A residents call to open the Moselle in Heartlands

The Moselle where it enters the Heartlands

The Moselle where it enters the Heartlands

One of our residents has put his objection to the Haringey Heartlands application in writing. It is a succinct argument for opening the River Moselle as part of the development.

Key points:

The water is fine and does not smell

It is easily accessible just below the surface

The development phase of Heartlands is an ideal opportunity to reopen the river, with minimal cost and disruption


"I wish to register an objection to the Haringey Heartlands application to build many hundreds of flats on the site of the old Wood Green gasworks. Haringey’s only river, the Moselle Brook, culverted for the past hundred years, runs through this site.

The basis of my objection is the intention of the developers to continue to keep the Moselle Brook buried. The Moselle Brook is a main river and part of the Thames river basin, flowing into the River Lea and on to the Thames. As it reaches Wood Green, the river is in a culvert just below the surface.

I have recently seen the river as it briefly sees daylight arriving to the development site at the railway embankment. It had a good flow and did not smell.

The developers say 'daylighting' the Moselle is not feasible on the basis of quality of water and the on depth of the culvert.  These are not valid reasons for keeping this unique and valuable community resource hidden.

Thames Water have stated the water quality is already okay. The Moselle Brook is not a drain and Haringey has the legal duty to deal with the illegal ‘misconnections’ that are causing the poor quality. Haringey are making excellent progress on addressing these with its partners in Thames Water and expect the quality to improve significantly in the near future.

The culvert is not that deep and actually just below the surface in some places on the site.  The site can be contoured in other parts of the site with little effort.

This development is literally a once in a lifetime opportunity to bring the Moselle back to life by opening it up to daylight. Doing so would increase biodiversity in the Borough and help flood prevention further downstream. It would compensate for the loss of natural habitat that the development will cause. It will lead to improvements in water quality upstream and help the clean-up of the river as it flows through Lordship Rec, and reduce pollution in the River Lea.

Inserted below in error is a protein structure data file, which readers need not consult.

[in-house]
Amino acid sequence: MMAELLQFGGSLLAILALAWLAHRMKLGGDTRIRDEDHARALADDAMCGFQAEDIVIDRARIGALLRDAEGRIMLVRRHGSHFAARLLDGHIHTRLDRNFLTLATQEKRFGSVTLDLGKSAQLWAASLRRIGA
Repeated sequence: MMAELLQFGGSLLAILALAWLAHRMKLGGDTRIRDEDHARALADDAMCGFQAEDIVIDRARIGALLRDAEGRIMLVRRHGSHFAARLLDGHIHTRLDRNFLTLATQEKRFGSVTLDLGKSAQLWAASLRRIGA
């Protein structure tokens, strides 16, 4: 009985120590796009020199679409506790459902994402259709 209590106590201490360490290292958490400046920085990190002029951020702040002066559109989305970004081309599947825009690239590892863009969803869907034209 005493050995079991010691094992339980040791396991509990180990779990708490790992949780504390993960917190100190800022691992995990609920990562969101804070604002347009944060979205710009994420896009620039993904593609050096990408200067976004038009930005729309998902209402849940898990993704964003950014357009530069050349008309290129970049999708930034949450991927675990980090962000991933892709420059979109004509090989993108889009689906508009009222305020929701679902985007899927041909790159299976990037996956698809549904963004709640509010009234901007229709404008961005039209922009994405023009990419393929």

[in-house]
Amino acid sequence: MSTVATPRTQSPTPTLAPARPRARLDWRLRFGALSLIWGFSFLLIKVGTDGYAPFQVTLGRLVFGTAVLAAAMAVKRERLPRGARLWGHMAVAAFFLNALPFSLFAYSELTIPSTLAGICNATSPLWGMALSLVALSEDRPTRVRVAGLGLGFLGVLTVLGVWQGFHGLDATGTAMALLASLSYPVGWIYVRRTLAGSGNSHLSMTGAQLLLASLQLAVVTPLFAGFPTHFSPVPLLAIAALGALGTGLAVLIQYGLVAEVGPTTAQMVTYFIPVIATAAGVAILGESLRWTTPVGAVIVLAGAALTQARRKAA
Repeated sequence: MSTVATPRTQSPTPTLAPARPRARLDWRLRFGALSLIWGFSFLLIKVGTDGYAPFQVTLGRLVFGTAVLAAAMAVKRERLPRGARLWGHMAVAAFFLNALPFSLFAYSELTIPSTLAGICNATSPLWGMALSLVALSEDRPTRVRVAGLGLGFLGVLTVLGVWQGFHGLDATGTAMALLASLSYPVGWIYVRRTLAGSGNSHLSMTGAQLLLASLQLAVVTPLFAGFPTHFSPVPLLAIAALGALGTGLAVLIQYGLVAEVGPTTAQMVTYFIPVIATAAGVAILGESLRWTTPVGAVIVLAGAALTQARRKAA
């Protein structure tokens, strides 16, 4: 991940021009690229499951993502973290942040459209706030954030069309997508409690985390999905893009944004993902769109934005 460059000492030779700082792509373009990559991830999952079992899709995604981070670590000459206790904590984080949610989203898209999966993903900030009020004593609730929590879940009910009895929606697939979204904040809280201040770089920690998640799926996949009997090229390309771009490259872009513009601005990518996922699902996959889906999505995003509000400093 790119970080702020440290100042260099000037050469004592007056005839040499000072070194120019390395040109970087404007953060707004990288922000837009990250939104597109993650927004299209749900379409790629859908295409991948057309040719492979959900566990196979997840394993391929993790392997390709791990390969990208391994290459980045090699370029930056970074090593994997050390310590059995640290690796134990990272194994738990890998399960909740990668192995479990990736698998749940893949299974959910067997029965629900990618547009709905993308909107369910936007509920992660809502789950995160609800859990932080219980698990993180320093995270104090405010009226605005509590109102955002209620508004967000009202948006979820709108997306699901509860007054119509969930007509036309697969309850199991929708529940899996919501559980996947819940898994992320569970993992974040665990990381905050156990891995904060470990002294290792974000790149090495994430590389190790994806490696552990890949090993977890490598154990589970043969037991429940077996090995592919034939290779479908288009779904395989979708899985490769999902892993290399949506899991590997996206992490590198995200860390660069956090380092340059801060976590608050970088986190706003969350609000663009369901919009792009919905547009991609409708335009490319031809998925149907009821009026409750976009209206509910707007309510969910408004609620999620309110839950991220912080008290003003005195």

Daylighting the Moselle would give Haringey’s local (and future) residents a real connection with their sense of place and history, and, like neighbouring Enfield Council’s Firs Farm Wetlands, it would make a green space that is vibrant and truly alive.

Key planning guidance calls for ‘daylighting’ of culverted rivers. Haringey Heartlands developers would keep the Moselle underground with an option that it could be de-culverted “in the future” (at no cost to them). This would truly be a case of kicking the issue into the long grass. It will not happen.

The Environment agency has stated “We believe there is a great opportunity at the site to deculvert the Moselle Brook and restore the designated ‘main river’ to a more natural state.  Naturalising rivers provides flood risk, water quality, biodiversity and recreational benefits for the area”.

This great opportunity should not be missed.

The culvert is over 100 years old and in poor condition in parts- it would be better to spend the money needed to repair or rebuild it on restoring it to be a natural water course that the community can benefit from and manage.

Restoring the Moselle river is required by the Thames River Basin Management Plan (RBMP) under the Water Framework Directive (WFD) and in line with adopted local plan policy DM28. The developers should comply with this.

The development should comply with the GLA’s London Plan (currently under consultation), which promotes green infrastructure, sustainable drainage, and river restoration in its policies G1, G5, G6, SI13 and SI17.

I object to this proposal unless de-culverting (daylighting) is incorporated into the permission to proceed. "


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